Ask these questions not once or twice, but over and over — in the repetition, the answers will emerge. The goal is to discover the real need and express it simply and in plain language so listeners can recall and repeat your idea worth sharing.
3. Connect, don’t perform.
It’s easy to watch a masterful TEDx talk and think that the value is in the performance. After all, TED talks are known for being inspiring and entertaining, and TED speakers are absolutely at the top of their games. But to focus on the performance is to miss what really sets these presentations apart: the connection.
Consider your favorite TED talks and why you treasure them. I bet your answer has to do with the speaker’s passion, conviction, and their ability to connect with their listeners. Successful business presentations have this in common with TED-style talks. So how do you ensure you connect with your audience when you give your next presentation?
Developing an authentic business presentation takes thoughtful consideration. A cut-and-paste presentation rarely meets the need. Authenticity requires a commitment to writing and rewriting until you nail the content. Beyond content, delivery matters, too. Consider where to stand and what gestures emphasize your points effectively without coming across as phony or forced. Then, practice out loud.
Thorough preparation will allow you to keep it real and talk to the audience as if you’re talking to a good friend over a favorite beverage; the real you will shine through. This level of authenticity builds rapport, establishes trust and creates a lasting impression with your audience.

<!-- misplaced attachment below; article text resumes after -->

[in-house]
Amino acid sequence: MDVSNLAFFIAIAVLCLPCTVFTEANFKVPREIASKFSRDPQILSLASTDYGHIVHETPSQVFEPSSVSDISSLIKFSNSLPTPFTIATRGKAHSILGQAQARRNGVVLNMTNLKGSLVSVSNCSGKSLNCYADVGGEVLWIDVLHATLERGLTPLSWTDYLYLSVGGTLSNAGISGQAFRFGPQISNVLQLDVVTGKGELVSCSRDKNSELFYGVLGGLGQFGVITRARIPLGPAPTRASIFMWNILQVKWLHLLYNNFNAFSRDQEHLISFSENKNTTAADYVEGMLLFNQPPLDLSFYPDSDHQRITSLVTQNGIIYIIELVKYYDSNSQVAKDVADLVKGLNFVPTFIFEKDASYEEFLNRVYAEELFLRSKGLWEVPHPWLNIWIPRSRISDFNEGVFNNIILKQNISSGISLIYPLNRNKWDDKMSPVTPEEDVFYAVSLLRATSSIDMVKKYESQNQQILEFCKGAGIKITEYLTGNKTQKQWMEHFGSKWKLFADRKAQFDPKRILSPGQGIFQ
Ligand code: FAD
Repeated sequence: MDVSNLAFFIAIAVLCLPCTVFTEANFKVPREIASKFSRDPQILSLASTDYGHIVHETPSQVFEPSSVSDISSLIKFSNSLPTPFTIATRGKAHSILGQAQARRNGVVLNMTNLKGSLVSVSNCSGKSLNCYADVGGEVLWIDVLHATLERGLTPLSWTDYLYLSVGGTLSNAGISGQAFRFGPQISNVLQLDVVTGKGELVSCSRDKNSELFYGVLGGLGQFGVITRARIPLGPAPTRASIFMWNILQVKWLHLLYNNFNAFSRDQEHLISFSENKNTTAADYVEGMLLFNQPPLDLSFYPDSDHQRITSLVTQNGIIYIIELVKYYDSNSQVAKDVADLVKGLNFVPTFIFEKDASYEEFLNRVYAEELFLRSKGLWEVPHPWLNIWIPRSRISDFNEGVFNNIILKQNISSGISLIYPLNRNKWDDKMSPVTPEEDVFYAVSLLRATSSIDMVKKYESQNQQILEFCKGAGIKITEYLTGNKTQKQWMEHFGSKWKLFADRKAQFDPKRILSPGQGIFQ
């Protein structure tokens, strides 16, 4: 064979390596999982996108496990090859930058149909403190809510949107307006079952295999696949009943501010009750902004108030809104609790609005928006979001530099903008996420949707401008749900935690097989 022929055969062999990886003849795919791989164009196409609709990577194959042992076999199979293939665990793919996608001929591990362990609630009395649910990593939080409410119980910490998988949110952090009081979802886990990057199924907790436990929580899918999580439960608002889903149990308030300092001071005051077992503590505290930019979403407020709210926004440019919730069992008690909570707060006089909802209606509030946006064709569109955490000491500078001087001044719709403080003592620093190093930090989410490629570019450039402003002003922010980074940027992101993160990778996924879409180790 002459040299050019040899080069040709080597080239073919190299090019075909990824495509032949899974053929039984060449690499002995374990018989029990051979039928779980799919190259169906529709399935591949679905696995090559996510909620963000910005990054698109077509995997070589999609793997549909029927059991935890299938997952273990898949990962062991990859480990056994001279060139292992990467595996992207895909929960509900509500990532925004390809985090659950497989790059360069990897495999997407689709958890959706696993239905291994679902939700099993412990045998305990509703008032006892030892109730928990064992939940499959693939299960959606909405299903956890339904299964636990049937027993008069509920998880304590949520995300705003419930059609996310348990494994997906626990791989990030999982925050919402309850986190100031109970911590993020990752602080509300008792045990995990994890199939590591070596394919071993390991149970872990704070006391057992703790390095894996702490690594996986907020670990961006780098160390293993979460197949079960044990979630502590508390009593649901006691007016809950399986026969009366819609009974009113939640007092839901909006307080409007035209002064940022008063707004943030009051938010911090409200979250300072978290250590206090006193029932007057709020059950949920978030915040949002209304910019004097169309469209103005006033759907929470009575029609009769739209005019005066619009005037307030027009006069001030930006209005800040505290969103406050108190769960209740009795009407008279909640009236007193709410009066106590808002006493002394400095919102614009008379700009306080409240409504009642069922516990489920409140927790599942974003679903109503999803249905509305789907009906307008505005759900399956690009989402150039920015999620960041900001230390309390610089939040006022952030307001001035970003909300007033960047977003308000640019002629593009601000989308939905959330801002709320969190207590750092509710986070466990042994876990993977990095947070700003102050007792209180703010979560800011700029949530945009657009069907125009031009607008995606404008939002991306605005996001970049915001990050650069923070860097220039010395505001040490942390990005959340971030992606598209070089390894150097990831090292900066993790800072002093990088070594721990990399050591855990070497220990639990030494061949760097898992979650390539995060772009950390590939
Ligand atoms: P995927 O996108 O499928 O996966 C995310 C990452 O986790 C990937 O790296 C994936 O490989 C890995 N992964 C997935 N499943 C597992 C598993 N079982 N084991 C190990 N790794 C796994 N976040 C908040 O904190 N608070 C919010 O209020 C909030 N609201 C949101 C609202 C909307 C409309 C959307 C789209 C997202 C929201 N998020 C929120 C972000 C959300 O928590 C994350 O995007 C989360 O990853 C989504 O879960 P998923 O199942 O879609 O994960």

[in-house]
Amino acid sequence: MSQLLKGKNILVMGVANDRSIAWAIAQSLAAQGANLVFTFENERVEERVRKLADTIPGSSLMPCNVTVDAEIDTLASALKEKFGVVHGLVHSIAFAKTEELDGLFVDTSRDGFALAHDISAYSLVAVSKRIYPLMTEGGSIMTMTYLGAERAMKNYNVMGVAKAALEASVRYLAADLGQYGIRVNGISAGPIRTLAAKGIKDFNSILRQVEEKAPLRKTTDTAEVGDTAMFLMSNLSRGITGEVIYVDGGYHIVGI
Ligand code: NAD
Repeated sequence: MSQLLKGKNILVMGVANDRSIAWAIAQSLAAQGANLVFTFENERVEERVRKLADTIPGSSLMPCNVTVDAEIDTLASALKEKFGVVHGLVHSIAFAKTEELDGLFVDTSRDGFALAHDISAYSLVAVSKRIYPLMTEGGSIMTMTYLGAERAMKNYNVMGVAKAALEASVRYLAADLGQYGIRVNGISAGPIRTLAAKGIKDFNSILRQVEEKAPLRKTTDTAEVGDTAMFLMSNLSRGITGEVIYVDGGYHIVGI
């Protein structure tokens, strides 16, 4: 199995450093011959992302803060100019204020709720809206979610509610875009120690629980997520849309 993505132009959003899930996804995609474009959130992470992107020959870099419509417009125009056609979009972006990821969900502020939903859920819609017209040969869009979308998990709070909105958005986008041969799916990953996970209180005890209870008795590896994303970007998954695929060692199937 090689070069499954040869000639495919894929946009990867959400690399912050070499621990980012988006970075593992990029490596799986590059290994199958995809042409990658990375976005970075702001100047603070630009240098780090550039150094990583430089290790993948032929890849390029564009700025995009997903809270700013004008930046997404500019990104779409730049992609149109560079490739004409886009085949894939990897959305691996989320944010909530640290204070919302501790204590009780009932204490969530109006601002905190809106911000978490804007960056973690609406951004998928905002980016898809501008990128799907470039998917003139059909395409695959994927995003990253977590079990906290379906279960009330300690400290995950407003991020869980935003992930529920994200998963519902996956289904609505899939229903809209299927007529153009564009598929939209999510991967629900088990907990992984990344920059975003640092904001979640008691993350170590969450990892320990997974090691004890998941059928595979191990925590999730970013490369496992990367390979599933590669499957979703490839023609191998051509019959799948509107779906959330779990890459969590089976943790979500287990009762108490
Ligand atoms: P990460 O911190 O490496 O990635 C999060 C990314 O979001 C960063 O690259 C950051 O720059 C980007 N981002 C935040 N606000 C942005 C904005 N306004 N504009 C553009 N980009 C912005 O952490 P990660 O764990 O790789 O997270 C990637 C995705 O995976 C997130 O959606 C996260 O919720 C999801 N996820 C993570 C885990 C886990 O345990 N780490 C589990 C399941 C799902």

Pro tip: A successful presentation is not about getting everything perfect. It’s about being prepared, wanting to connect and sharing openly with others. To get there, remember to practice out loud.
4. Share your passion to inspire.
As a business communicator, you might not always feel as passionate about your subject matter as a TED speaker. However, you can use the desire to accomplish your goals as fuel to drive an engaging delivery that inspires action.
Regardless of the topic or how many times you’ve delivered a presentation on the subject matter, it’s crucial that you deliver your ideas with enthusiasm. Keep in mind that your audience will take their cues from you. If you seem disinterested, you can bet your audience will be bored. To deliver a message that resonates, you must convey your conviction for the topic.
Pro tip: Again, this best practice is about developing the mindset that will make you a successful presenter. It’s your enthusiasm for your topic that drives an engaging, authentic delivery that will in turn resonate with listeners.
Whether you’ve been asked to deliver a TED-style talk or present to your team via video, remember that every presentation is an opportunity to connect with people who can help you achieve results. Use these four best practices to ensure that you’re taking full advantage of your next opportunity.